Morgan Spurlock: The greatest TED Talk ever sold In Morgan Spurlock’s TED Talks, “The greatest TED Talk ever sold,” Morgan Spurlock is most well-known for his role in “Super-Size Me,” a film in which Spurlock ate nothing but McDonalds for 30 days, and measured the dangers of McDonalds as well as studying the culture and evolution of McDonalds in American culture. In Spurlock’s TED Talks, he uncovers the influential world of brand marketing and product placement. In simpler words, where should products be place or how should they be marketed to sweep in the most customers and cash. Spurlock talks about the impact that the media has on us through brand marketing, without us even knowing we are being brain washed to believe a certain brand …show more content…
One key part in the article that connected to Spurlock’s TED Talks was the subject of nurturing credibility and creating fans for your brand, which is the principle step in the marketing world. In the article, they mentioned how nurturing credibility for a brand is essential, especially for online businesses who rely strictly on online propaganda to build their reputation. The article mentioned that there are a few main parts in brand marketing that create a concrete platform for a business; personalize communications, nurturing credibility and creating fans, behind all those lies the key component of marketing which is creating and maintaining trust in an untrusting world. The questions that lie in the customer’s eyes when comparing products and building trust towards a certain brand is; “Why should they purchase from vendor X instead of vendor Y? How do they know they will be getting a quality product as …show more content…
People such as celebrities, have a higher influence on people and their decision making on products, which is why many companies hire well-known celebrities to promote their products in the media. In an article written by Marketing Charts called, “How Influential are Celebrities?” they discuss the power of product placement and celebrity endorsements. The statistics for how much a celebrity influences its fans varies throughout the article, depending on what exactly they endorse. The article had some very interesting key points about celebrities also having a negative impact on product endorsement, mentioning that traditional brand promotion without celebrities had more of a positive influence. It was mentioned that celebrities had more of an influence on personal issues they demonstrate through social media such as Twitter and Facebook, issues such as political views or current events. A Statistic showed that 58% of people interviewed believed that they are impacted and influenced by celebrities’ views on a certain political candidate, such as in this past election. Per the article it is also true that athletes tended to have more of an influence on people and their decision making on products and brands. For example, when we see Lebron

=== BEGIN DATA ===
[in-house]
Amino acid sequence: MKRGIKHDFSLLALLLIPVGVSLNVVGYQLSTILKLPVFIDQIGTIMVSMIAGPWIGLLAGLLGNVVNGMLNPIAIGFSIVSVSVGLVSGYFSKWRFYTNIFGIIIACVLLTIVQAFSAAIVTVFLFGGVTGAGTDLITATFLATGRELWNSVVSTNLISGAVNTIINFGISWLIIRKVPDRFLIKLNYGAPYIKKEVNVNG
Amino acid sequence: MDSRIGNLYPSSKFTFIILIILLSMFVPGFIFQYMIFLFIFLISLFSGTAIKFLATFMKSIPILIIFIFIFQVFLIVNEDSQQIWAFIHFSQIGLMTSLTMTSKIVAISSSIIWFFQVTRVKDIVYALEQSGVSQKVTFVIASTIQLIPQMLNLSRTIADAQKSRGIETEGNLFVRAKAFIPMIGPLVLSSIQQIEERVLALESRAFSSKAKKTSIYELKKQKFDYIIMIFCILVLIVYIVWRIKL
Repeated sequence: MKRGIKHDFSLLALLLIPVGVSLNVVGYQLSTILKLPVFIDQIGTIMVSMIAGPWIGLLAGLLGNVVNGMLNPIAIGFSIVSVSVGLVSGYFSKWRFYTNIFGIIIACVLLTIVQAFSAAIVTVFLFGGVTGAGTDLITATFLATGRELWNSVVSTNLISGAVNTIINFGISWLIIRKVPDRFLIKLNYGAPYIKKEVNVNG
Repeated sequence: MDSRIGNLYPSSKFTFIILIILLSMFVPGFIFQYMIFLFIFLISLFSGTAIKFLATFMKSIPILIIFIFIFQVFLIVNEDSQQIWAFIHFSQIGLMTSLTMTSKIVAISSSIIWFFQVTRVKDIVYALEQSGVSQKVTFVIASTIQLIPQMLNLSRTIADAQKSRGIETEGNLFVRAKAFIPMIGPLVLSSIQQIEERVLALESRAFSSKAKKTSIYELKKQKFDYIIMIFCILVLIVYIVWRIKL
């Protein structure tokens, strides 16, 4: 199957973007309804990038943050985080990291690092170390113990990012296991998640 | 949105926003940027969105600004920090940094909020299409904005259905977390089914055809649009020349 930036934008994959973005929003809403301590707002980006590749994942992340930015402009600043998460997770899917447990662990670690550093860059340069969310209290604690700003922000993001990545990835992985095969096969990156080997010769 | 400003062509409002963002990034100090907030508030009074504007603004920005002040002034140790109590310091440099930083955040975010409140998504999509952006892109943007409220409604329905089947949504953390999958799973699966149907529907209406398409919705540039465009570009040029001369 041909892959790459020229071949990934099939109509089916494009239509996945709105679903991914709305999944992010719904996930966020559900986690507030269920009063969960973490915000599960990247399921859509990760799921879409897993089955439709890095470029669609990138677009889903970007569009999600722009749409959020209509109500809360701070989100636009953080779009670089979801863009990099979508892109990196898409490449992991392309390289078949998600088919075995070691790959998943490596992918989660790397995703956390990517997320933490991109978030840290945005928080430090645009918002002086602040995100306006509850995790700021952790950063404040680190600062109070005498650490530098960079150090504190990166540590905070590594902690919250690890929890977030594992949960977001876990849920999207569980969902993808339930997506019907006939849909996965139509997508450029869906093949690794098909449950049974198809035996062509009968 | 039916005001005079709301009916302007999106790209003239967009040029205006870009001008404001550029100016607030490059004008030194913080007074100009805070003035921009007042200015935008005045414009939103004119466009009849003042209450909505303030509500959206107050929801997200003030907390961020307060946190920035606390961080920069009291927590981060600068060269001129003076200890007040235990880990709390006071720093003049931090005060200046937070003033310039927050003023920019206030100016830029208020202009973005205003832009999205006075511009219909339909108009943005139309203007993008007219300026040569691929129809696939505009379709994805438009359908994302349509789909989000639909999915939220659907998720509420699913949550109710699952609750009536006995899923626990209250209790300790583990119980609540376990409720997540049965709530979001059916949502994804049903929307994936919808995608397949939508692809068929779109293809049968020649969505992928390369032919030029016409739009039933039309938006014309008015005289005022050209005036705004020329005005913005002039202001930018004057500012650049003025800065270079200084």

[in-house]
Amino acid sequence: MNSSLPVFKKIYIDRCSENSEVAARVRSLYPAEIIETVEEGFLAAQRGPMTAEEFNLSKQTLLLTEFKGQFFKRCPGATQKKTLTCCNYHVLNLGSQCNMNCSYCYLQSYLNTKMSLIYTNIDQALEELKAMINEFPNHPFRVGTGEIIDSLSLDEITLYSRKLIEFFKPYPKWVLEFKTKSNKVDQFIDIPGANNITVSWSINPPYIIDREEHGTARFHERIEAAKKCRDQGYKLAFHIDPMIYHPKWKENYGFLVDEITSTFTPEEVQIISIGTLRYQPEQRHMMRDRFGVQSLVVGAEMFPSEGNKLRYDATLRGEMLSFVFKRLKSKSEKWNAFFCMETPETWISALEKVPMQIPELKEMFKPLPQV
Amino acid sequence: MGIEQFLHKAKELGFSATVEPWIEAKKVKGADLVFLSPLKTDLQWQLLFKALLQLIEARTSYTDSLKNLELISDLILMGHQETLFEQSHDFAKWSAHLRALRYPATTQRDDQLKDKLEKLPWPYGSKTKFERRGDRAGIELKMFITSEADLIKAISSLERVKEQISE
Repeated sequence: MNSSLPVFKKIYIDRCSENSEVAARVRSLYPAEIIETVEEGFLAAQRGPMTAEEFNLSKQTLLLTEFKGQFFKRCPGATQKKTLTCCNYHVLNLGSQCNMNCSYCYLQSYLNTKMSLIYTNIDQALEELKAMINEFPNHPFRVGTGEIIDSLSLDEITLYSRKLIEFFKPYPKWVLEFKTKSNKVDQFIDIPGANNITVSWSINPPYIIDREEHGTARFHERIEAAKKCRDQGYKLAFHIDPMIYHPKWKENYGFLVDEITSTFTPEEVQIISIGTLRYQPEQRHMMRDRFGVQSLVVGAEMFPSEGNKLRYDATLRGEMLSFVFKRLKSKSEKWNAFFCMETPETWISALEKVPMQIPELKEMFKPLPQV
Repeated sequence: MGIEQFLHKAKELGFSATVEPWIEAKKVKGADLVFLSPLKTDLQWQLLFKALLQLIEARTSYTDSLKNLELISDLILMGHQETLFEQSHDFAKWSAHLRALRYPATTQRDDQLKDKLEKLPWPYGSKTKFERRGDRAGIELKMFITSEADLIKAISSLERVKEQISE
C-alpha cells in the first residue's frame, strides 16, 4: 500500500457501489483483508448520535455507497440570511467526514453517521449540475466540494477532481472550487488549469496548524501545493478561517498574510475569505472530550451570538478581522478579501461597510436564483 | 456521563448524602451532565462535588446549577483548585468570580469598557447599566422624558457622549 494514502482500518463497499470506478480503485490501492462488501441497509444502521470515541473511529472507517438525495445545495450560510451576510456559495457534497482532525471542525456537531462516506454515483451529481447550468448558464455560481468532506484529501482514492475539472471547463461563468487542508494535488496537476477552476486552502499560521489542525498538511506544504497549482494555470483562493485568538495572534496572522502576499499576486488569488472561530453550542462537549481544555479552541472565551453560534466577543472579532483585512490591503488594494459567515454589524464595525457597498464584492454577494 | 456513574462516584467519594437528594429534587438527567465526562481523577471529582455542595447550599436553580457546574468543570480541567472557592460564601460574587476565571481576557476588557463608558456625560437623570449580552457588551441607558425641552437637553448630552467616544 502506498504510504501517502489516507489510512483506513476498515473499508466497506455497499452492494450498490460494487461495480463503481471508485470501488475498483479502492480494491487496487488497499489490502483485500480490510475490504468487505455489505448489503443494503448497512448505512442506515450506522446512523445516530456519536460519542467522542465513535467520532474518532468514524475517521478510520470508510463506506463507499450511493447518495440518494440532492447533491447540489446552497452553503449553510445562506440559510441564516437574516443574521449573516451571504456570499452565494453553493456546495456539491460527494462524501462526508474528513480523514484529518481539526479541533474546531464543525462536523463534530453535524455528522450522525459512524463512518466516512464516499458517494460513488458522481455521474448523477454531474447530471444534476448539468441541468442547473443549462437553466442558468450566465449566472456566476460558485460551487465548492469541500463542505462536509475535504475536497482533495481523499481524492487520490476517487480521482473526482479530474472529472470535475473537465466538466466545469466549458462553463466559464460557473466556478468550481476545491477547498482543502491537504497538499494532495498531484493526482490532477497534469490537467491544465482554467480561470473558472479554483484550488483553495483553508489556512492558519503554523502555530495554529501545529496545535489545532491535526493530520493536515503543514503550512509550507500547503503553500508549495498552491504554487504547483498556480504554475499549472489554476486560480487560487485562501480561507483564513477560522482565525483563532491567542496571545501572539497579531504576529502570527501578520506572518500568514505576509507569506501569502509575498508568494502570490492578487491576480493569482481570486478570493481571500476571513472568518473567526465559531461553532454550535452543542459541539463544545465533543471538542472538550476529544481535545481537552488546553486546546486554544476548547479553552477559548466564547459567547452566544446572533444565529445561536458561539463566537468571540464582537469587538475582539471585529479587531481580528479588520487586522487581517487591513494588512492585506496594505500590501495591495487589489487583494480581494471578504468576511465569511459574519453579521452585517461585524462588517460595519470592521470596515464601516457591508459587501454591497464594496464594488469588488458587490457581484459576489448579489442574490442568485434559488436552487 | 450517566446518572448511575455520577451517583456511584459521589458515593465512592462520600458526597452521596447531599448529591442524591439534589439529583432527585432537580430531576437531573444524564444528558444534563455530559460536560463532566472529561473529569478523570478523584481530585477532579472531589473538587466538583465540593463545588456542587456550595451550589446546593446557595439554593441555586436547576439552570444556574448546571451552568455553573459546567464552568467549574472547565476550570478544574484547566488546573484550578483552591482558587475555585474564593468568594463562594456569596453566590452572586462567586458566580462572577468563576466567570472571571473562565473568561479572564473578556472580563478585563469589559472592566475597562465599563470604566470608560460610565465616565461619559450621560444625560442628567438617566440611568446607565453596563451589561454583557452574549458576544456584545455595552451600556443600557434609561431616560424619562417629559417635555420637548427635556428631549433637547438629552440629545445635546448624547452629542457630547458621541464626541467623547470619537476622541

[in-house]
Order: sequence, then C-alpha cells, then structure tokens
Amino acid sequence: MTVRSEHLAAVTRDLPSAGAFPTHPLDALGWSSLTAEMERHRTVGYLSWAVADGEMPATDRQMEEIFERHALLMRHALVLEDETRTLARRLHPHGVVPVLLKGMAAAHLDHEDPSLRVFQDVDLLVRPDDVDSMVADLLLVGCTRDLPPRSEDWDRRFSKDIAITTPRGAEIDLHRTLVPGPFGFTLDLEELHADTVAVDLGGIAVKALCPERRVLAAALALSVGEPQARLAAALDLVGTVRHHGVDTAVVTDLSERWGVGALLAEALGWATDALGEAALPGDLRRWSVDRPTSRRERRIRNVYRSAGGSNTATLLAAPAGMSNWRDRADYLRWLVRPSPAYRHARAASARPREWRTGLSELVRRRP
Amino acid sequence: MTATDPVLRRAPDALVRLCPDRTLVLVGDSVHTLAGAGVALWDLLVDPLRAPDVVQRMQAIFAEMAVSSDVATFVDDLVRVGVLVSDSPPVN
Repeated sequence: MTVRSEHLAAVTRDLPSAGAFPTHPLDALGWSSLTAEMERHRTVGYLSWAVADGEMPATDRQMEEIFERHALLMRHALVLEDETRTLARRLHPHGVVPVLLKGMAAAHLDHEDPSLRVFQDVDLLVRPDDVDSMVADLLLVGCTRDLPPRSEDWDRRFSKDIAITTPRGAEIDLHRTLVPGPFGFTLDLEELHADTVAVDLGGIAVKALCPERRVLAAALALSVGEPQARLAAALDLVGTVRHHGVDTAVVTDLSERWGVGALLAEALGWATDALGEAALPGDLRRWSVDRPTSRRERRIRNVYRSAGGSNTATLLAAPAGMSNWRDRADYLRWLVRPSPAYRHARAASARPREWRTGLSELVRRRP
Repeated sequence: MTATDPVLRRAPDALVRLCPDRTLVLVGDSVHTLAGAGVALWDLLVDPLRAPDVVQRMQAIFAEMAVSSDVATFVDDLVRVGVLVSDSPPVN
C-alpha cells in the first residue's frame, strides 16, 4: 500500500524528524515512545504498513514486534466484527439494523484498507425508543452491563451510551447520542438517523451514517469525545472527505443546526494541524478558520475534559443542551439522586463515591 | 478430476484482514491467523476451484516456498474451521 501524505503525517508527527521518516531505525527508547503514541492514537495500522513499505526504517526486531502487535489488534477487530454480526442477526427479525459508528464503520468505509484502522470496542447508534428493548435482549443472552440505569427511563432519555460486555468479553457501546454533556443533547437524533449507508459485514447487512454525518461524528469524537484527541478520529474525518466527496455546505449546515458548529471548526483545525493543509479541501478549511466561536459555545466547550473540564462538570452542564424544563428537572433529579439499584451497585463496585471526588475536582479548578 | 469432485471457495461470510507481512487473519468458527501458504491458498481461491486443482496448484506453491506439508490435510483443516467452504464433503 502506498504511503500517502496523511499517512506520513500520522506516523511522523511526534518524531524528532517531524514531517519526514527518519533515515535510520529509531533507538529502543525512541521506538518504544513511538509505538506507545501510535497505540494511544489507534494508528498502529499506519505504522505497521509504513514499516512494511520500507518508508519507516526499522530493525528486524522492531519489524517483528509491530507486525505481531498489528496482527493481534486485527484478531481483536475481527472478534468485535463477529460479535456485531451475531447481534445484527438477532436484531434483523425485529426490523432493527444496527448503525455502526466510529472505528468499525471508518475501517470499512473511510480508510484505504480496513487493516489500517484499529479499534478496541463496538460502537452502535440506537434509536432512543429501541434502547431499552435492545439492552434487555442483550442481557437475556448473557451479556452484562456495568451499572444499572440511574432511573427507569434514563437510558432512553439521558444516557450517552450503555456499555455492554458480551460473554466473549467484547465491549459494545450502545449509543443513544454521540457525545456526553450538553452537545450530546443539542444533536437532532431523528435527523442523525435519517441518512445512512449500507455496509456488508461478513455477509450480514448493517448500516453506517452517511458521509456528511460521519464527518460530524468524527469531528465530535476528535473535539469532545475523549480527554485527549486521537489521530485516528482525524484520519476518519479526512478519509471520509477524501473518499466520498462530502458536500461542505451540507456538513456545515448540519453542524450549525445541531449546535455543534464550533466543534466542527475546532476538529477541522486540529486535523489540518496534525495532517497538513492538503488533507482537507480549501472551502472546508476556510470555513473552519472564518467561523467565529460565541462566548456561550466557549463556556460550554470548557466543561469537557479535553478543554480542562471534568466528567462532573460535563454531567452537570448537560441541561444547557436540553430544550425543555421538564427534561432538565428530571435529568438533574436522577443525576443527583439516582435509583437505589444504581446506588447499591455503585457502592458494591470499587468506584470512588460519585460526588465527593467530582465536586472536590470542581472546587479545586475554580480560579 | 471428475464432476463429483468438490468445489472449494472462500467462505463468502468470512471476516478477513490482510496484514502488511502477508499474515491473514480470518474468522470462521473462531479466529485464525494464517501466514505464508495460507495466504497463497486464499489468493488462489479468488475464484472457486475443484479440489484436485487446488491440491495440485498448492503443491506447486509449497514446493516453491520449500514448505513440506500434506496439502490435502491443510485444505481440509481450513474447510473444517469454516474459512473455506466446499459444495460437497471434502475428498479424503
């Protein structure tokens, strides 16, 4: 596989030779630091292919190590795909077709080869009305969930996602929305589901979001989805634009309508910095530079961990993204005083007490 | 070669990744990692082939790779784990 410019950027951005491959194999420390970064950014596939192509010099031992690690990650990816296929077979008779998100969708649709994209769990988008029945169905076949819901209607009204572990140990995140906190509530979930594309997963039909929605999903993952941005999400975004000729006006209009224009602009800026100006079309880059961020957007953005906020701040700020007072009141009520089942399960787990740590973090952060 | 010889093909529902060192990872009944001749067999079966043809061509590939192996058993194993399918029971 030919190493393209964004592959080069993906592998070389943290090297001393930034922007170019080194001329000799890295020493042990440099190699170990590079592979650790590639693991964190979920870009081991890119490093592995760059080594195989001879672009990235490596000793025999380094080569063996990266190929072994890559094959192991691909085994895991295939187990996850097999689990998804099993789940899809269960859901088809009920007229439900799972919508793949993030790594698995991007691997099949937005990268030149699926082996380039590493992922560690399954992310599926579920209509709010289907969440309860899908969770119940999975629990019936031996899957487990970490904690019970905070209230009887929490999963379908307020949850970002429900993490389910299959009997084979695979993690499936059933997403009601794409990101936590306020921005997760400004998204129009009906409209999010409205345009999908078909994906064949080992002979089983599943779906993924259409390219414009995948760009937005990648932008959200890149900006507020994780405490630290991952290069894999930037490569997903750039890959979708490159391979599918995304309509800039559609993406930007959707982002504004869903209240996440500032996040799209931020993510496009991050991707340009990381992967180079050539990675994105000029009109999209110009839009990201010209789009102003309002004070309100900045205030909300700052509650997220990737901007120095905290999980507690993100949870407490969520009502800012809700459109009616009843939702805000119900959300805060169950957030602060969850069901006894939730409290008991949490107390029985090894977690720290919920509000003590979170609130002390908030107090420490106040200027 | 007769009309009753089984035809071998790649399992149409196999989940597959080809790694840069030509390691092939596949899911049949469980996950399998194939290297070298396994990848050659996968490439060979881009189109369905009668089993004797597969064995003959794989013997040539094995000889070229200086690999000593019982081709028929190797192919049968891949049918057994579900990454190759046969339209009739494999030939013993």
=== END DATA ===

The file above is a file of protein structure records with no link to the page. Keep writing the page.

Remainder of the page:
“I asked myself a question: "Knowing what I know, why am I not a vegetarian?"’ Graham Hill, an inspiring speaker, introduced a new way to eat. During his speech on TED Talk, he explains to his audience how eating meat has affected the world. In a calm and humorous tone, Hill proposes his purpose. He explains to his audience by becoming a “weekday veg” you will live a better live, it’s great compromise that will help people, animals, and the environment.